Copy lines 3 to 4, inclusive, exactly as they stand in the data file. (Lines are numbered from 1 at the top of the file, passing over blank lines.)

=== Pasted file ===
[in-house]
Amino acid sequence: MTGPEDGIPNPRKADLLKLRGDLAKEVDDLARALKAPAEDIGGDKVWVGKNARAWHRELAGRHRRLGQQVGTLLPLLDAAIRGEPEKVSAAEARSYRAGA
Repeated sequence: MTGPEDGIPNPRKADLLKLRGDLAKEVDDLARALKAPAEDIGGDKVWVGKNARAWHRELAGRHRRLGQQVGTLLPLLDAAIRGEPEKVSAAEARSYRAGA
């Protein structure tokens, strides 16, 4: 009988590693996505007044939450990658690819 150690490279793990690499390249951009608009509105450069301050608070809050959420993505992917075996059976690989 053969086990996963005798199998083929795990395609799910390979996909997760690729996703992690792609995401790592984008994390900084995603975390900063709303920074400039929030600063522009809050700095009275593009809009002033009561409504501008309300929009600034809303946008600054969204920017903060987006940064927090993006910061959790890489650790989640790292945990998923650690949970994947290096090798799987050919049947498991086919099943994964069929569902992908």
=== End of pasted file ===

Repeated sequence: MTGPEDGIPNPRKADLLKLRGDLAKEVDDLARALKAPAEDIGGDKVWVGKNARAWHRELAGRHRRLGQQVGTLLPLLDAAIRGEPEKVSAAEARSYRAGA
């Protein structure tokens, strides 16, 4: 009988590693996505007044939450990658690819 150690490279793990690499390249951009608009509105450069301050608070809050959420993505992917075996059976690989 053969086990996963005798199998083929795990395609799910390979996909997760690729996703992690792609995401790592984008994390900084995603975390900063709303920074400039929030600063522009809050700095009275593009809009002033009561409504501008309300929009600034809303946008600054969204920017903060987006940064927090993006910061959790890489650790989640790292945990998923650690949970994947290096090798799987050919049947498991086919099943994964069929569902992908």